In our study, patients with CCDO had a lower gestational age at birth and lower age and weight at operation. In a previous study that compared duodenal atresia with duodenal web, age and weight at operation differed significantly, with those in the duodenal atresia group having the lowest age and weight and those with duodenal web having the highest age and weight[7]. However, no information was provided regarding differences in age and weight between the groups at birth.

Our finding that UGI contrast-enhanced X-ray examinations are frequently necessary to diagnose ICDO is in line with previous studies[1,22]. However, statistical analysis between ICDO and CCDO had not been previously performed. Our assessment of associated congenital anomalies corresponds well to a large previous analysis of patients with duodenal atresia and stenosis[4]. In simplified terms, approximately 50% of patients with CDO have associated congenital anomalies, CHD in 40% and trisomy 21 in 30%. However, previous studies did not differentiate between complete and incomplete duodenal obstruction.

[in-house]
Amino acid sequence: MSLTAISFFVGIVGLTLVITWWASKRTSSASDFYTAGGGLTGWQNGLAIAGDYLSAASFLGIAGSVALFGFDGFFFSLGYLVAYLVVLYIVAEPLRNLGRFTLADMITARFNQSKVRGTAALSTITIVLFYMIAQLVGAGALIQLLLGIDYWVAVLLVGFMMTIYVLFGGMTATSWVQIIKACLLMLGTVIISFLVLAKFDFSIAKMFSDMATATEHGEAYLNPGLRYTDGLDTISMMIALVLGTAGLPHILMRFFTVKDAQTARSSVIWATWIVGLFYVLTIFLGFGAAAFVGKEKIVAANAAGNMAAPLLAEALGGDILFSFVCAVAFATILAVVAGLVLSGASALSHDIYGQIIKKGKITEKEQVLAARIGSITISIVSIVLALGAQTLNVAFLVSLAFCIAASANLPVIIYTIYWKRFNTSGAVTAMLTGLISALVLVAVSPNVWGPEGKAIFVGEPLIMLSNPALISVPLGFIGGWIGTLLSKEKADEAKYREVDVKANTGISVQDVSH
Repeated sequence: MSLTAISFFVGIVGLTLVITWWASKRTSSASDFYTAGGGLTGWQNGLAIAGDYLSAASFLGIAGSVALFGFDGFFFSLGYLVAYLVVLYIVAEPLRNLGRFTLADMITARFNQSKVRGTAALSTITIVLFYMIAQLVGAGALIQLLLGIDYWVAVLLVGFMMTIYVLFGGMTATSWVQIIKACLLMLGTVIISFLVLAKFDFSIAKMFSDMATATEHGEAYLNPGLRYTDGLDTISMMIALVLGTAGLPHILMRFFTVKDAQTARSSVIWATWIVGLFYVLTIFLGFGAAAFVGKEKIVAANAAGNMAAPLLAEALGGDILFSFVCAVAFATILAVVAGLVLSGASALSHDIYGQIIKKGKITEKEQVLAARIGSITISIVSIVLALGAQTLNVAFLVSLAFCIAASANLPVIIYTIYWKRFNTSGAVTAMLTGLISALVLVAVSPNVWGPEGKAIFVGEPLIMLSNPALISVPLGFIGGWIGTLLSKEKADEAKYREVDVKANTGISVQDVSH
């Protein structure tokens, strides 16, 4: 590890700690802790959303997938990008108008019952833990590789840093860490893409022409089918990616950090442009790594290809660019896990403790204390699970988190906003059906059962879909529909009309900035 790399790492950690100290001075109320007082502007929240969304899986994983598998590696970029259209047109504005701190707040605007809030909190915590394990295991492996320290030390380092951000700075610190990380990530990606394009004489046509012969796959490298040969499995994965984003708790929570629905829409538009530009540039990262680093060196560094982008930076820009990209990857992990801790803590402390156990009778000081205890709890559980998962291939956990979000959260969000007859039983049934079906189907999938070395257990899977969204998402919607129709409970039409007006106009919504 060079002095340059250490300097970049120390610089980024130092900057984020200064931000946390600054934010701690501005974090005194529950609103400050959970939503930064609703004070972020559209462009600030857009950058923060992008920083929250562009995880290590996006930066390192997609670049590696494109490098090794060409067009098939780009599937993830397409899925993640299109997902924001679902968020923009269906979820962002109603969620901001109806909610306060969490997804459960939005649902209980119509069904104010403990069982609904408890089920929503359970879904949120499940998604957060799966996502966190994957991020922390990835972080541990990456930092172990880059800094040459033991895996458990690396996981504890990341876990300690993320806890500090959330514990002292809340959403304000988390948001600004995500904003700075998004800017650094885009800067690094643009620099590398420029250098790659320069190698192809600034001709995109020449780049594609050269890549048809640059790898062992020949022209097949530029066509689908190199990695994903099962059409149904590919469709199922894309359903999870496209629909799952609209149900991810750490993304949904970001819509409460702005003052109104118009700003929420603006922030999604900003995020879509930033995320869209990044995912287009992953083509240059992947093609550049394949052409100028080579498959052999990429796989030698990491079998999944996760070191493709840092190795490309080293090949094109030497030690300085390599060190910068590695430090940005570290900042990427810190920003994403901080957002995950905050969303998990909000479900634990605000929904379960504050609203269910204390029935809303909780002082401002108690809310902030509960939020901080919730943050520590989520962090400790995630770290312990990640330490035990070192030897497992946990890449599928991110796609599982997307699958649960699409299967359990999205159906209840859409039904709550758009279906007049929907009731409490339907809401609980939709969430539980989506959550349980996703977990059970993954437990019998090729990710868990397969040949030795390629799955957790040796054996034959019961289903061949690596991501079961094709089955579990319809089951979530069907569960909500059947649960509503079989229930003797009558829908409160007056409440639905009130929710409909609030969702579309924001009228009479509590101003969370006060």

A recent study of patients with CDO revealed that CHD and prematurity are most commonly associated with delayed enteral nutrition[5]. Consequently, in our outcome analysis, we additionally analyzed the subgroup of patients without CHD and prematurity (gestational age ≥ 37 wk). Our subgroup analysis demonstrated significant differences between groups with respect to postoperative initiation of feeds. Achievement of full feeds, length of postoperative hospital stay and morbidity did not differ between CCDO and ICDO in this subgroup. It appears that CHD and prematurity are predominant factors that widely influence postoperative outcome, while in contrast the degree of duodenal obstruction is limited to impact time from operation to initiation of enteral feeding.